Counting the days: making sure it all adds up
20 October 2015
On 6 October 2015, the Court of Justice of the European Union (CJEU) delivered a judgment on the question of how the term of an SPC should be calculated if the grant of the relevant marketing authorisation (MA) is notified to the MA holder some time after it is granted.
Action may be desirable in relation to already-granted SPCs, and strategic decisions based on SPC expiry dates may need to be revisited. As is often the case, the decision leaves open whether there is any effect on the deadline for filing SPC applications.
Background: term and deadline for applying for SPCs
Supplementary Protection Certificates (SPCs) provide additional protection, beyond patent expiry, for products (medicinal or plant protection) that require a marketing authorisation before they can be placed on the market.
Both the term of an SPC and the deadline by which an application must be filed are calculated by reference to the date of the marketing authorisation. For example, Article 13 of the SPC Regulation defines the term of an SPC as being the time that has elapsed between the patent filing date and the date of the first marketing authorisation (in the European Economic Area (EEA)) minus five years, but capped to a maximum of five years (or five and a half years if a paediatric extension is obtained).
An increasing number of medicinal products are being authorised via the so-called "centralised" procedure in which the marketing authorisation is issued by the European Commission. Two dates are associated with the grant of these marketing authorisations:
- • the date of the European Commission's decision to issue an authorisation (the “decision date”); and
• the date on which the applicant is notified of the Commission's decision (the “notification date”).
The decision date is cited on the front page of the marketing authorisation, whereas the notification date is referred to in Article 4 of the marketing authorisation and is noted in the Official Journal of the EU.
The issue then arises as to which of these dates should be used to determine the term of the SPC (as well as the deadline for filing SPC applications).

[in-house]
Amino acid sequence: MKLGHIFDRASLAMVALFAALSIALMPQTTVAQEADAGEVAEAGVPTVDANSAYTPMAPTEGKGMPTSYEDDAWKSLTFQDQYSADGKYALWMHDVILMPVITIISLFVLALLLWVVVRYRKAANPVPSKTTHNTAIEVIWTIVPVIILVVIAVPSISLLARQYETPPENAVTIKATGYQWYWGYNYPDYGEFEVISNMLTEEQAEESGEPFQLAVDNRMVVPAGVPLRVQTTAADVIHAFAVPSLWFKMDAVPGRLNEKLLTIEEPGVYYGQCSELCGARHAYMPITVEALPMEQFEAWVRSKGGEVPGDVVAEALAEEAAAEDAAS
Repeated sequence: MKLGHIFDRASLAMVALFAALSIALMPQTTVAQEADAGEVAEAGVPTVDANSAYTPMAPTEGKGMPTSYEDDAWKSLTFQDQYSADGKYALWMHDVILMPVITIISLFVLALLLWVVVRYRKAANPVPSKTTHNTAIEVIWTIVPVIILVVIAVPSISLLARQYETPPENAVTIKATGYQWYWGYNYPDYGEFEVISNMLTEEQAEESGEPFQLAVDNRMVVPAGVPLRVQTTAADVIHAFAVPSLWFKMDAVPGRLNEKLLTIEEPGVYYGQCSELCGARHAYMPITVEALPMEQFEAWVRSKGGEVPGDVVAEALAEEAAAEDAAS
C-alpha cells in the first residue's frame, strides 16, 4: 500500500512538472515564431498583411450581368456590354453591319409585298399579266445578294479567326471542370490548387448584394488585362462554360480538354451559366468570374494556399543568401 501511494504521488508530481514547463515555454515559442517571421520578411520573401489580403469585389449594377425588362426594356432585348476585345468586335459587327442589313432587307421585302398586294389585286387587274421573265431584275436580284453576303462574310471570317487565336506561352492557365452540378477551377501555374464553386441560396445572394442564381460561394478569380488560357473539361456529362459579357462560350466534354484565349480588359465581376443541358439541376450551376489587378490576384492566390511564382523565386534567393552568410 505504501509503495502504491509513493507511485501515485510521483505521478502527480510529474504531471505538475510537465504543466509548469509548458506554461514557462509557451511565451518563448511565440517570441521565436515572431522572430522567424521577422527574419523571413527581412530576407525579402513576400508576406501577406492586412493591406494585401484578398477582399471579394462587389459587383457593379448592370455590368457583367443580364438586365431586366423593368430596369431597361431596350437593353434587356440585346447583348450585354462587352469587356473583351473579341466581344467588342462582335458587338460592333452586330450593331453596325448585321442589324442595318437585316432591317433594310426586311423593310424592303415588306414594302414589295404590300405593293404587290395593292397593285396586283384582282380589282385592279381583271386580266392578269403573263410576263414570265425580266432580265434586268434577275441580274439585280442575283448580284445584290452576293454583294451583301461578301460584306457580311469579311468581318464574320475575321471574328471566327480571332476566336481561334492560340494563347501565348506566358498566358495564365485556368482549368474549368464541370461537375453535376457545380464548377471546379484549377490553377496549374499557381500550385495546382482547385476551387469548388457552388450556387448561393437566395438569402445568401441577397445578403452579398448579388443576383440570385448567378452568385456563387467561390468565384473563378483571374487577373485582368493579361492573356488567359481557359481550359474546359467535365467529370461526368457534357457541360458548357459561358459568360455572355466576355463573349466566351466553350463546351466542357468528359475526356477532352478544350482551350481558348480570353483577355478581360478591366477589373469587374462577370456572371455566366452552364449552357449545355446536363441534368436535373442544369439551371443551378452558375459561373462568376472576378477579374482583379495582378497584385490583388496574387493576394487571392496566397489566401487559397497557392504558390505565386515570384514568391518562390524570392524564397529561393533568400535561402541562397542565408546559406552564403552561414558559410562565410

The CJEU’s decision
The notification date is typically 1-5 days later than the decision date, and so would have the effect of extending the term as cited in Article 13. At least the UK and Belgian Patent Offices appear to rely on the notification date. However, the standard practice of many other national patent offices, including the offices of France, Germany, Italy, Ireland, Sweden, the Netherlands, Greece and the Czech Republic, is or has been to use the decision date.
The CJEU decided in favour of the SPC holder (Seattle Genetics) and agreed that the expiry date should be determined on the basis of the date of notification of the marketing authorisation, rather than on the basis of the decision date. Thus, the expiry date of this SPC will be extended by 5 days.
Action from national patent offices
A consequence of the CJEU’s decision is that, at least for the purposes of determining the term of SPCs based on centralised authorisations, national patent offices should rely on the date of notification of the marketing authorisation, rather than the date of the Commission’s decision to grant that authorisation.
If the centralised authorisation is the first authorisation of the relevant medicinal product in the EEA and the decision date is less than 10 years after the date of patent filing, the use of the notification date will lead to longer SPC terms. Although the time lag between the date of decision and date of notification is typically only 1-5 days, the extra SPC term could be of tremendous significance to both SPC holders and those seeking to launch generic products upon SPC expiry.